The TX200-MkIII is a legendary underlever spring-piston air rifle.
This report covers:
- The test
- Repaired the rifle
- Sight in
- JSB Exact 8.44-grain
- Air Arms 8.44-grain dome
- Apolo Air Boss
- The verdict?
Today we back up to 25 yards, to test the accuracy of the TX200 Mark III that’s been tuned with the Tony Leach kit from there!
I shot the rifle from a sandbag rest with the rifle resting directly on the bag. I shot 10-shot groups today because we are testing the accuracy of the rifle with the Tony Leach kit. The 5-shot groups I shot at 10 meters in Part 6 were more to show that I had installed the kit correctly, though we did see some amazing accuracy.
Besides the JSB Exact 8.44-grain dome that we know is accurate, I also tested the 8.44-grain Air Arms dome that JSB makes. And I also did a first test of the .177-caliber Apolo Air Boss pellets. I will have more to say about them when we get there.
As a reminder, the Meopta MeoPro Optika5 4-20X50 RD BDC3 scope is on the TX200. I did illuminate the central dot at the highest illumination for this entire test.
I also dropped the rifle before the test. I had leaned it against a chair in my living room, so it fell on a padded carpet. I didn’t hear it fall, but I wanted you to know that the scope and mounts took a whack.
Repaired the rifle
I didn’t tell you this in Part 5, but when I installed the Tony Leach kit I lost a part. It was a tiny E-clip that holds the end of a pin — in this case one on the cocking linkage that allowed me to remove the sliding compression chamber. The clip is very small and when I removed it I heard the dreaded “bink” and it was off into the fourth dimension. It will probably come back as a sock in my drier which is good because I can always use more sox.
So I ordered two more clips from T.W. Chambers in the UK. They weren’t cheap, but if I tried to find one that fit here I probably would have ended up with a hundred dollars worth of useless stuff. Do they even come in metric and U.S. sizes?
The pin never moved from where it was, despite the rifle being cocked and shot numerous times. Still, I wanted the clip there to hold the pin in place.
The rifle was on at 10 meters before. But the stock has been off and the rifle has fallen to the floor. I didn’t shoot up close, but I did allow a lot of room on the target in case the rifle was off. The first shot hit two inches above and one inch to the left of the aim point. Shot two came over to the centerline and I started the first group with the third shot. The pellets landed below the aim point that was the center of the bullseye. And that preserved my aim point for the entire test.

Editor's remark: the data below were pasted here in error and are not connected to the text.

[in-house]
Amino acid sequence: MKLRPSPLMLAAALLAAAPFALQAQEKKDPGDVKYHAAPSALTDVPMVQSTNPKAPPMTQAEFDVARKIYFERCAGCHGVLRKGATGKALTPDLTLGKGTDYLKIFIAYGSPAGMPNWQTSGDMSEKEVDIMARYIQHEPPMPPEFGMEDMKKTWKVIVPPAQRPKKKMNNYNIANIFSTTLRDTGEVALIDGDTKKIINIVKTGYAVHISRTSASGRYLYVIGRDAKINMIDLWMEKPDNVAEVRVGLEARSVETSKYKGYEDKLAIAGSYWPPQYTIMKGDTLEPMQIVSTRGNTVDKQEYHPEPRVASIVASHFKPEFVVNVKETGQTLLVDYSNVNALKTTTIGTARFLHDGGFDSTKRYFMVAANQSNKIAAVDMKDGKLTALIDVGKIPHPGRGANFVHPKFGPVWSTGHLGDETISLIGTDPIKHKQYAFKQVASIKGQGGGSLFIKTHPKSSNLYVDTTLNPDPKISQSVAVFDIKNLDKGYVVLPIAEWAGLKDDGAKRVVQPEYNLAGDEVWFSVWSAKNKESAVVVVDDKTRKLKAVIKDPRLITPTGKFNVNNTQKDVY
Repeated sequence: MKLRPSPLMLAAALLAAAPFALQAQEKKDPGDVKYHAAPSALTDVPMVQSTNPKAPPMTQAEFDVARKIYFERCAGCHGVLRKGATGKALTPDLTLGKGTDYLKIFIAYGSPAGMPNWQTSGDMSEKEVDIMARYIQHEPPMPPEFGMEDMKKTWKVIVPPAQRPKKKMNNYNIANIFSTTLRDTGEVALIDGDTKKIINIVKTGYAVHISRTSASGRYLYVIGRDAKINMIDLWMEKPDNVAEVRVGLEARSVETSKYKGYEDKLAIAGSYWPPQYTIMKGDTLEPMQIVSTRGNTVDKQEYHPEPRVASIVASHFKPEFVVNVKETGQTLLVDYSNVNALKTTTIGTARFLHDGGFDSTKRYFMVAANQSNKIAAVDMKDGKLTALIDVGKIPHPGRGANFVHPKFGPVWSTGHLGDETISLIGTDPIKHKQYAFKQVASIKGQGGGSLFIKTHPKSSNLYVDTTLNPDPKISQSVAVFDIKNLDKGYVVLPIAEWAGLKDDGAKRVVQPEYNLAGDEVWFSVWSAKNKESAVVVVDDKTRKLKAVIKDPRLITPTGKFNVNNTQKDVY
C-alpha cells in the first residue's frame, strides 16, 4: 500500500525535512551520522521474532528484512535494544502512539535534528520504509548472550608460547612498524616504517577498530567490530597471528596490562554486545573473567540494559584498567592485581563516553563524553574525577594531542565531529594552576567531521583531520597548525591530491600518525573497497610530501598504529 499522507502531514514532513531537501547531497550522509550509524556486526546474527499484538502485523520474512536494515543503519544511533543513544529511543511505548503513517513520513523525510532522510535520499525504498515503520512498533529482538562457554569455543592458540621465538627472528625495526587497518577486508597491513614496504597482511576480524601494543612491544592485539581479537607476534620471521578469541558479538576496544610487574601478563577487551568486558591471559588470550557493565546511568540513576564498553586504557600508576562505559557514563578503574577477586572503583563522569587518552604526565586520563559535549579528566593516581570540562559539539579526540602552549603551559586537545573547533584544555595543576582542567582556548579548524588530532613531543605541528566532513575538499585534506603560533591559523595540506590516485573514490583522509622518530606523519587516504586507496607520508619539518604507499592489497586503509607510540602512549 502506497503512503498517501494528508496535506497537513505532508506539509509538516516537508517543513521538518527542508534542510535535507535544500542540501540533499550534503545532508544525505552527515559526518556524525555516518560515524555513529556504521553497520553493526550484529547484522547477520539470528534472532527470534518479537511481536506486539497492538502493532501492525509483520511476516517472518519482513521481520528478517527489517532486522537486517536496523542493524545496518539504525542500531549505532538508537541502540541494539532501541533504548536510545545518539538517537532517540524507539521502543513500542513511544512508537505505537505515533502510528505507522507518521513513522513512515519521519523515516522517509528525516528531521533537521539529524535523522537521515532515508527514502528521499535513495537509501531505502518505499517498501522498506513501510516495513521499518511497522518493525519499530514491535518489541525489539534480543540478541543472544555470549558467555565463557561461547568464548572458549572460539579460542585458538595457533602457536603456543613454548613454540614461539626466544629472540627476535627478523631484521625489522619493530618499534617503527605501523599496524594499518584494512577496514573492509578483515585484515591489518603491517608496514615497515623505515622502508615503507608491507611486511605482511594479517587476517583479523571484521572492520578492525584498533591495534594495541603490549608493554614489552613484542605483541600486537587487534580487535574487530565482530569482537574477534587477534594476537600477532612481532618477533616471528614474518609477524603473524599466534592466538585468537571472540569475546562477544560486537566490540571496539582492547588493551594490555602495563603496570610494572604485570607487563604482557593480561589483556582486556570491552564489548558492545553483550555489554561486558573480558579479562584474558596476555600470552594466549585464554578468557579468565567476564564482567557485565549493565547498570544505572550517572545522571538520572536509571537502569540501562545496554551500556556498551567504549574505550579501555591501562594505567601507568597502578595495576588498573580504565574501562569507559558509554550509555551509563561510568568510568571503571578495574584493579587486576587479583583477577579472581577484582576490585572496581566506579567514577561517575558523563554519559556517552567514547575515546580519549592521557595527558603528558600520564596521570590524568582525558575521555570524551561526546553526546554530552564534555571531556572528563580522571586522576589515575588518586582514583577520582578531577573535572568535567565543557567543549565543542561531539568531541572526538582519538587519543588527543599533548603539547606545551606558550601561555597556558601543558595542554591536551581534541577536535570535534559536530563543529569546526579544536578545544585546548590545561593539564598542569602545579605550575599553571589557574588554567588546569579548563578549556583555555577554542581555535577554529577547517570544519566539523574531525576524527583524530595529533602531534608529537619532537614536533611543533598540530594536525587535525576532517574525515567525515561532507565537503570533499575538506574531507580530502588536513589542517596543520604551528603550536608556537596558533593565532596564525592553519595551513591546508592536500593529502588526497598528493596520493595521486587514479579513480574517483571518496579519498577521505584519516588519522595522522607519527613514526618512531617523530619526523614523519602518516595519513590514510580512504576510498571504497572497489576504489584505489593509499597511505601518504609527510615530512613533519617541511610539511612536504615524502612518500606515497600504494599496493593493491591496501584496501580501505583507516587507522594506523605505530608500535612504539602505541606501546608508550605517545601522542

JSB Exact 8.44-grain
The group hit below the bull and centered on it, left and right. Ten JSB Exact 8.44-grain pellets went into 0.218-inches at 25 yards. If I had stopped at 5 shots the group would have probably been less than 0.15-inches. The rifle didn’t move much when it fired, so I could see the pellet going through the target. The first 4 shots went into the same hole and only on shot 5 did the group begin to grow.
I just did a quick look around the blog and I think this is one of the smallest 10-shot groups I have ever shot with a springer at 25 yards. But wait — there is more!
Air Arms 8.44-grain dome
I know that the Air Arms 8.44-grain dome is equally as accurate as the JSB pellet. I hadn’t tested it in the newly-tuned TX yet, so now seemed like the perfect time. This time 10 of them went into 0.28-inches at 25 yards.
Apolo Air Boss
The last pellet I tested was the .177-caliber Apolo Air Boss pellet. This pellet is a wadcutter that’s not really suited for grouping at 25 yards, but the TX is such an accurate rifle that I thought I’d give it a go. At 25 yards 10 pellets went into an open group that measures 0.57-inches between centers. It’s actually not bad for a wadcutter at 25 yards, but outclassed by the two domes I tested before.
Okay, I have tried to contact the folks who import the Air Boss pellets many times since the SHOT Show. They don’t answer their email, or the contact form on their website. These might be good pellets but if you can’t buy them, who cares? I’m not going to play sleuth to hunt this company down. If they decide they want to do business in the future, maybe I’ll give them another look. For now, though, this will be the last test of them.
This TX200 Mark III is now my favorite spring-piston air rifle. I am confident of where it will shoot and it has a perfect trigger. The scope is also perfection and, in a rare moment of good decision making I have decided to not remove this scope from this rifle. That makes two air rifles that have dedicated Meopta scopes — the other one being my Air Arms S510 XS.